How I Won Jeopardy With Data Science

The Plan

The natural place to start was the J! Archive, an online record of every Jeopardy game dating back to 1984. The format of the site makes it pretty easy to replay old games as a study method, but I knew if I just played through as many games on there as I could, it wouldn’t be enough to extract the Pavlov clues from scratch. I also knew some knowledge areas of mine were weaker than others, so I needed a way to prioritize what to study. Using some readily available open-source Python packages, I scraped all of the roughly 400,000 questions from J-Archive onto my computer, extracted the questions into a local database, and began partitioning the questions by category. I knew it would be impractical to try and memorize every answer in every category, so I settled for narrowing it down to only the most common occurring answers in each category. As an example, here are the most common answers for question on religion/the Bible, an area I knew I was weak in, based on how often the answer appears in the questions:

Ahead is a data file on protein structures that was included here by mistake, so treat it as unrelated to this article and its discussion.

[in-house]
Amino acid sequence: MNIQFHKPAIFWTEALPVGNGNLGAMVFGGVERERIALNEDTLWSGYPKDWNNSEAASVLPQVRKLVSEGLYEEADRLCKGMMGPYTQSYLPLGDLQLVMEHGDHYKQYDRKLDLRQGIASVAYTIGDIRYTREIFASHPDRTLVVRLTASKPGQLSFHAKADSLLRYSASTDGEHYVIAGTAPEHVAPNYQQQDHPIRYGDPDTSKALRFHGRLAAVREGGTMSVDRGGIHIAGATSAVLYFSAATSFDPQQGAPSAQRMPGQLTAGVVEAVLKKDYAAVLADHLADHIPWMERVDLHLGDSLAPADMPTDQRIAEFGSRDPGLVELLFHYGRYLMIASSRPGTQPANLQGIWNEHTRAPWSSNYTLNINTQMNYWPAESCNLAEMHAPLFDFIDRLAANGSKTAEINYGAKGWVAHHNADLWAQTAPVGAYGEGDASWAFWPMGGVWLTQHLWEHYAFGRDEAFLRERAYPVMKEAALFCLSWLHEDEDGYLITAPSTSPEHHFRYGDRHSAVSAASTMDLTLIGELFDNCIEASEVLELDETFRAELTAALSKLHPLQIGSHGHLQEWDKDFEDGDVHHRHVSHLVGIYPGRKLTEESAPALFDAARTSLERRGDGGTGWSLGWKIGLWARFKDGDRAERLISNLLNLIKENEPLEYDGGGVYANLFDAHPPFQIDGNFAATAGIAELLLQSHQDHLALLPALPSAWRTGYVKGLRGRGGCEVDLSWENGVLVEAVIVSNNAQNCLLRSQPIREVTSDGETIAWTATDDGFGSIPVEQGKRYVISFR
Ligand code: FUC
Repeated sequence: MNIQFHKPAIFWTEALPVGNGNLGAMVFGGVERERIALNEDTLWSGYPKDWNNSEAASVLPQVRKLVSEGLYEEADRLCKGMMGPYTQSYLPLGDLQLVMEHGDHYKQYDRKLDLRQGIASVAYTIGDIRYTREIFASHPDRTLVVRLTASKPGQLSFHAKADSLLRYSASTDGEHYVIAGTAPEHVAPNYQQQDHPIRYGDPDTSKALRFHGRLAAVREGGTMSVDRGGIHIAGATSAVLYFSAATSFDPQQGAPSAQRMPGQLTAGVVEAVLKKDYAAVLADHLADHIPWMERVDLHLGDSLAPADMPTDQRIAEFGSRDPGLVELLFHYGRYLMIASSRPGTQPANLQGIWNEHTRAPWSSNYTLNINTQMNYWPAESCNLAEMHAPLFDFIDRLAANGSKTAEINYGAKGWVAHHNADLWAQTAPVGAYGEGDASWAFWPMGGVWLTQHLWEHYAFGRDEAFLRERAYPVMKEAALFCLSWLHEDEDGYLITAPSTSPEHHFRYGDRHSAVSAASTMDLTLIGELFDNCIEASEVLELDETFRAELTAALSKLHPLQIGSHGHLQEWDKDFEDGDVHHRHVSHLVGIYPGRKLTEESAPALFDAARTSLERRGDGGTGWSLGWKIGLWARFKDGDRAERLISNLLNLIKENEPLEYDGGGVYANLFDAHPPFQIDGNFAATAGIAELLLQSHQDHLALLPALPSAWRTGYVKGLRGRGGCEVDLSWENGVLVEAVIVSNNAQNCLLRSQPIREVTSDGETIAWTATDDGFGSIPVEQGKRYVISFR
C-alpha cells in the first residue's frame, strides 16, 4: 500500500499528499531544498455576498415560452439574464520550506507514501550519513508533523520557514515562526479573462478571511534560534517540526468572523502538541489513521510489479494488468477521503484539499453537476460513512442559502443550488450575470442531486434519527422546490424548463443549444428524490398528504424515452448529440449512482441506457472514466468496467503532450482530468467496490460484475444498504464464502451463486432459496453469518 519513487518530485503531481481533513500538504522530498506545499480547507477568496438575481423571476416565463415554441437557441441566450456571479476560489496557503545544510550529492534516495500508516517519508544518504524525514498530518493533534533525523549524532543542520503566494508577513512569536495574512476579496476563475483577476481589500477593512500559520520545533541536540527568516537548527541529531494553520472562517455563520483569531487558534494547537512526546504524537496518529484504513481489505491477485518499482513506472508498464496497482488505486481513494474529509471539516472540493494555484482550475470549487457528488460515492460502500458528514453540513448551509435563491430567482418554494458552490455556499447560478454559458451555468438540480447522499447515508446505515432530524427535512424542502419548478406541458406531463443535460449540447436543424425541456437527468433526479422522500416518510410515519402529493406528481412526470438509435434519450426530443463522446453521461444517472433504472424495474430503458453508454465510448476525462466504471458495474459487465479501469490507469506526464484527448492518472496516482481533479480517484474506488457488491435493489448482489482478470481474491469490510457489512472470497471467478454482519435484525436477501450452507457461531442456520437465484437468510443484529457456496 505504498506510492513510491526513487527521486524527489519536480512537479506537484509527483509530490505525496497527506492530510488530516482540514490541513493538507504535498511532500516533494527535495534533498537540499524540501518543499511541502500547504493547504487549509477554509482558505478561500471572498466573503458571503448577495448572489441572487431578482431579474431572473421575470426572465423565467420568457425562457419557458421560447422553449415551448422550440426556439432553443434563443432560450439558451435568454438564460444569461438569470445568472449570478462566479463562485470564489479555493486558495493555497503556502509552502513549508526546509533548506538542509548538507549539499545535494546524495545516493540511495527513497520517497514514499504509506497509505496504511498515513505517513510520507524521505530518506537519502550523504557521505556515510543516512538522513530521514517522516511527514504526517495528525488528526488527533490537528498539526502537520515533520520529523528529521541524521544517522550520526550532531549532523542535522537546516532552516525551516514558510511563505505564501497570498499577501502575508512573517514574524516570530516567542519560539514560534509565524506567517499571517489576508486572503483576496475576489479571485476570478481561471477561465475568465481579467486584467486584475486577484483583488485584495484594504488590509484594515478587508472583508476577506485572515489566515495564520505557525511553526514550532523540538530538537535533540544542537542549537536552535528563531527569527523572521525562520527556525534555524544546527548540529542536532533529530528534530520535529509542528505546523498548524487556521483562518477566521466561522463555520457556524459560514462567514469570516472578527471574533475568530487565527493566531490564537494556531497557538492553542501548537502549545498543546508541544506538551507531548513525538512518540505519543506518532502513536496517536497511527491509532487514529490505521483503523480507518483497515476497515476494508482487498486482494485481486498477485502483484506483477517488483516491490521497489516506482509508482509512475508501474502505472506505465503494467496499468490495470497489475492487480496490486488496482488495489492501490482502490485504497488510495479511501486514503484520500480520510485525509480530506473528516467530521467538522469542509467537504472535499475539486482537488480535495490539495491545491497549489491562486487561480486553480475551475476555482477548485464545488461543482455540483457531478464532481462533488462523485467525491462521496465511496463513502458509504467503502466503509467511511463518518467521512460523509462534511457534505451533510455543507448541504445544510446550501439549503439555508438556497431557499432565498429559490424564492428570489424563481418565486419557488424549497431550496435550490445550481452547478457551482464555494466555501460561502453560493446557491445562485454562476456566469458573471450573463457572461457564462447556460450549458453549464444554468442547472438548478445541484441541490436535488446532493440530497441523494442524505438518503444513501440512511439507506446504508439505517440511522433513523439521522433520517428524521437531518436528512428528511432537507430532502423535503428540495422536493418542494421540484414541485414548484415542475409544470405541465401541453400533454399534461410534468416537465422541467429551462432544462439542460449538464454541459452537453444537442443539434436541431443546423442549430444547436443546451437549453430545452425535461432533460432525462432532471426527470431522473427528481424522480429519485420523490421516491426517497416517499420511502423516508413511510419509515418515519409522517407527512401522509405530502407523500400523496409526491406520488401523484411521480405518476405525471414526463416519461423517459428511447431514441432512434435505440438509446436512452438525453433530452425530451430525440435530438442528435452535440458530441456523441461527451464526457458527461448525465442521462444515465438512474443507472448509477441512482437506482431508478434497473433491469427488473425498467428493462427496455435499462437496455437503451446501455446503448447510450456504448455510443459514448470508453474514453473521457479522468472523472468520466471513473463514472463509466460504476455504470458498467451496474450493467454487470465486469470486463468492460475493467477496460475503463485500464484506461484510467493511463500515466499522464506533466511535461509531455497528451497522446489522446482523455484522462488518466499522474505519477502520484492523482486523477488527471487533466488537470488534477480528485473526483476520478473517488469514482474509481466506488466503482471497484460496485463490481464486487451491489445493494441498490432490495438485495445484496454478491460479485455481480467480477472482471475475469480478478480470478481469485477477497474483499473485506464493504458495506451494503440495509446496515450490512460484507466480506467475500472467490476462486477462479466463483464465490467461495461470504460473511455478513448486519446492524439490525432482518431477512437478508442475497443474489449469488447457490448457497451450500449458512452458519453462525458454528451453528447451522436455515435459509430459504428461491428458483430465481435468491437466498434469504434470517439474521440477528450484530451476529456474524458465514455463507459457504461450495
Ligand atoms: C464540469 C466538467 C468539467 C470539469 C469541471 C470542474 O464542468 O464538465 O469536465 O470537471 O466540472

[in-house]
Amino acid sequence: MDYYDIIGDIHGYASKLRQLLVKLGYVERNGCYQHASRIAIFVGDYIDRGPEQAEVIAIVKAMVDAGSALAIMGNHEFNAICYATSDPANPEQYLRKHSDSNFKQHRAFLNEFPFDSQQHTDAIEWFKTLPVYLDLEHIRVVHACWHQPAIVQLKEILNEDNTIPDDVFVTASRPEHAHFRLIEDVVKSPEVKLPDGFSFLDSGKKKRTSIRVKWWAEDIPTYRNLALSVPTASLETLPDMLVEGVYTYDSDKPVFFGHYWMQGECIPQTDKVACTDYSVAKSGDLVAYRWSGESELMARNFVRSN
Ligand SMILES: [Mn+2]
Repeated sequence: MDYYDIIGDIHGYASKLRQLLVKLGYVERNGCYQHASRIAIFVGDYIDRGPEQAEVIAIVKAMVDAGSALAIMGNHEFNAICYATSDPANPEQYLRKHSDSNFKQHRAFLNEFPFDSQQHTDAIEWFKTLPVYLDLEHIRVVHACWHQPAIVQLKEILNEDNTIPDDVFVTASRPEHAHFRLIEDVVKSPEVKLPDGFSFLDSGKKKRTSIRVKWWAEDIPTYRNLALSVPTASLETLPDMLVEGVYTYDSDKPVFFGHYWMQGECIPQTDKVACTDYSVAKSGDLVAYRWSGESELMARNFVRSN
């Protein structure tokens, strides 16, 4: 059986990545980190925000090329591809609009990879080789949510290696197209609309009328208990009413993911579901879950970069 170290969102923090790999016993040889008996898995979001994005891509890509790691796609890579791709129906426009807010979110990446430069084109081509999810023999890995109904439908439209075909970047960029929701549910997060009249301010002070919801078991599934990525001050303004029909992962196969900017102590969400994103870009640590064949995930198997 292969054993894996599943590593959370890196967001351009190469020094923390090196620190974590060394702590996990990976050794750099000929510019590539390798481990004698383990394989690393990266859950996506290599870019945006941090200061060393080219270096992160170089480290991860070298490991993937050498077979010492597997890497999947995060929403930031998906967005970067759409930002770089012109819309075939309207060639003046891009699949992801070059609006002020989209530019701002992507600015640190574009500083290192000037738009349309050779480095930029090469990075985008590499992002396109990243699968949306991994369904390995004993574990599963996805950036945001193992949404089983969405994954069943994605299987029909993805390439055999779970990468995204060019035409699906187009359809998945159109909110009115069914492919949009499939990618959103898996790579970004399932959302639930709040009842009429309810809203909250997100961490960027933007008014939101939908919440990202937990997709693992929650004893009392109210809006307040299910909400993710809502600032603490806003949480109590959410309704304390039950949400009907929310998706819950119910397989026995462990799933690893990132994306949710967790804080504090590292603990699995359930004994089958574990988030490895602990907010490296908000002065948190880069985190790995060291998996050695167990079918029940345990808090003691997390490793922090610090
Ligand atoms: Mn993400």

Typical categories
Cards in the “Shakespeare” category

The Results

Time to put the theory to the test.

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Colin Davy

Colin Davy

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Colin is a consulting data scientist in San Francisco, a two-time winner of the Sloan Sports Analytics Conference Hackathon, and a Jeopardy champion.